KRASNOYARSK, August 11. /TASS/. Russia's biggest nature reserve - the Taimyr Nature Reserves - is a great tourist attraction. The Reserves' office told TASS about a camp, which is organized now at the Lama Lake, and about new tourist routes they will offer soon. The Reserves' Director Viktor Matasov says the Arctic near Krasnoyarsk may attract up to 80,000 tourists a year.
Russia's Minister of Natural Resources and Environment Sergei Donskoi also stressed the importance of developing ecology tourism in compliance with the current legislation and if all the reserves are protected properly. According to Matasov, the reserves will develop necessary infrastructures to attract tourists. "Tourism may become a driver for development of the region," he said. A key territory here is the Putorana Plateau, a UNESCO world natural heritage site of 2.5 million hectares.
In spring 2013, three northern Siberian reserves: Putorana, Big Arctic and Taimyr were merged into one - its area is almost 12 million hectares.
The Big Arctic Reserve is the biggest in Russia and Eurasia. It was organized in 1993 - between two seas of the Arctic Ocean: the Kara and the Laptev Seas. The Putorana Reserve was organized in 1988 - it is also one of the biggest in Russia and it is situated beyond the Polar Circle, in the midland of a big mountainous area - Putorana Plateau. The Taimyr Reserve, which territory is entirely in the area of permafrost, was organized in 1979.
The office's representative Ekaterina Lisovskaya told TASS about new eco-routes near the Lama Lake. This year, jointly with the Norilsk Diocese, the reserve organized an Orthodox Ecology Camp. For many years, this area has been a popular recreational site for residents of Norilsk. Experts say about 10,000 people every summer come to the Lakes Maloye, Lama, and Glubokoye.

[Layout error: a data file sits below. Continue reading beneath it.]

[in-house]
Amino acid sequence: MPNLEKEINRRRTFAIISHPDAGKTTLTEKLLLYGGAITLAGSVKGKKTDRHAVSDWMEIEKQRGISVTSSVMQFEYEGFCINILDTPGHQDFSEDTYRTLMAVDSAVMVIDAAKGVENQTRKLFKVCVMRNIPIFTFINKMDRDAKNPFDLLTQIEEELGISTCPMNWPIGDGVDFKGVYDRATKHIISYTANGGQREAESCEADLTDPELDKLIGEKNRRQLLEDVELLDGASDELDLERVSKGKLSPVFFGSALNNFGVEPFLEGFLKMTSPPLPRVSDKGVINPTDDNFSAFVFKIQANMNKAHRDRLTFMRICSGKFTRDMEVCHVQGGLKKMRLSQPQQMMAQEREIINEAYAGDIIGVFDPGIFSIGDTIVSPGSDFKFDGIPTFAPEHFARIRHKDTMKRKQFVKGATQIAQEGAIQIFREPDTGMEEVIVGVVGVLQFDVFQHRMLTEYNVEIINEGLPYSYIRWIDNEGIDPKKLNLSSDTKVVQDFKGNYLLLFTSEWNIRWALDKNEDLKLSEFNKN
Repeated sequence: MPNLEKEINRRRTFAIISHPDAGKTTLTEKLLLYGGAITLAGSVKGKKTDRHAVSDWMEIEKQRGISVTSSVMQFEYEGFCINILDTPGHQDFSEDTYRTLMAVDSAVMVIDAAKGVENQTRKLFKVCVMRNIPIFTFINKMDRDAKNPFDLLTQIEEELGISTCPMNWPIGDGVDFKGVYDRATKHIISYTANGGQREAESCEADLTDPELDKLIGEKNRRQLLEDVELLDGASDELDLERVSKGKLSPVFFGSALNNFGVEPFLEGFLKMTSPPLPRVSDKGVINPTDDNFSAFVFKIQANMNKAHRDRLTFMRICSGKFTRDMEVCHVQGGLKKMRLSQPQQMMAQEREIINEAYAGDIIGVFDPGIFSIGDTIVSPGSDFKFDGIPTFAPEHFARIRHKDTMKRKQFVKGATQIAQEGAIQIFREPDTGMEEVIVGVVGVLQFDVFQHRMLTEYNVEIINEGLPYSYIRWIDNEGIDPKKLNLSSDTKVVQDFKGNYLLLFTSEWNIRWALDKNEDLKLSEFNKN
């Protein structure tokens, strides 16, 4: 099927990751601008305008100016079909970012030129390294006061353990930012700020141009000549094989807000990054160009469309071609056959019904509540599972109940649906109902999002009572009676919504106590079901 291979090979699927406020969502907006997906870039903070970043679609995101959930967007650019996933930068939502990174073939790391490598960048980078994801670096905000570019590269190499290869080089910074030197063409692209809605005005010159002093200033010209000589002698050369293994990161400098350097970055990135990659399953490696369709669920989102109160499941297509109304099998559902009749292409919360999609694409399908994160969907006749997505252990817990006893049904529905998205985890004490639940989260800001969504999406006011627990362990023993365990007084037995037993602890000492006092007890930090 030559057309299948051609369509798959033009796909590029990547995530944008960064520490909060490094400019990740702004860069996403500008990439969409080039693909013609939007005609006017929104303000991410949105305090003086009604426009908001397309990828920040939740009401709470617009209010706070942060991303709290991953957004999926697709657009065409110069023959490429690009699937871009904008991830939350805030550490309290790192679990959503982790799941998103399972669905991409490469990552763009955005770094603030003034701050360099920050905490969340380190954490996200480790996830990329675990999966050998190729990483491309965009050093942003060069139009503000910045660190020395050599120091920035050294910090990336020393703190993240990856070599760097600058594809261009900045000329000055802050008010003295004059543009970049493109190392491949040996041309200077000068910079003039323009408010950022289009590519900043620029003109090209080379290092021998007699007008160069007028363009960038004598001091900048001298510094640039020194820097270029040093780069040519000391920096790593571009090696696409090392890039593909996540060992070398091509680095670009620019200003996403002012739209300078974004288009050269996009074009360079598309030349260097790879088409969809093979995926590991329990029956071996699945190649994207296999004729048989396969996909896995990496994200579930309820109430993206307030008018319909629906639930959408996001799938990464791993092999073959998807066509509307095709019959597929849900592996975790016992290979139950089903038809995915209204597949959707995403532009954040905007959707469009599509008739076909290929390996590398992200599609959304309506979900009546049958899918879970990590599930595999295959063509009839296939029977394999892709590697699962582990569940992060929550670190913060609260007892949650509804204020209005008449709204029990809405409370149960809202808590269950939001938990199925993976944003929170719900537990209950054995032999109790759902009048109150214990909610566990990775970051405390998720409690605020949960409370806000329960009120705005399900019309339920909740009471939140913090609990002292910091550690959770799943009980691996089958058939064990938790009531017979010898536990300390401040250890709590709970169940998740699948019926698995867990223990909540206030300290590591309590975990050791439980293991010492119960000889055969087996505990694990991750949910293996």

"Lama is the gates to Putorana, may routes begin from this lake, and now we are developing them," she said.
The Putorana Plateau is a huge mountainous area in the north of the Krasnoyarsk territory. Its size may be compared with the area the UK is taking. Legends of many northern ethnic groups are connected with it. They say, the legendary Gold Baba is hidden somewhere here - it is an idol made of gold, a Siberian pagan shrine, after which many researchers and adventures had been hunting. It is guarded by "wild" Evenks.
The Putorana Plateau hides many lakes, rivers and canyons. This is the place of the biggest number of waterfalls in Russia. The lakes are isolated from the rest world, and fish in every lake is different.
"It is a nature reserve, and to Putorana's central parts only helicopter tours with our specialists may be possible," she continued. "There are so many things to see here. A very popular tour begins at the Big Irkingdinsky Waterfall. It is a very scenic place, Putorana's landmark, where you can see both the mountains, and the rivers and waterfalls."
Tourists also see the confluence of the Yaktali and Dulismar Rivers, where they come into two waterfalls. "On the way back, we visit the Maya-Achin River, which at the length of 42 kilometers has 47 hurdles, nine of which are waterfalls," she added.
The Putorana Plateau is crossed by migration routes of the wild reindeer. Here live wolves, bears, moose and lynx, and many other animals. And besides, the director said, here lives a unique subspecies of bighorn sheep. This population developed in isolation for more than 15,000 years.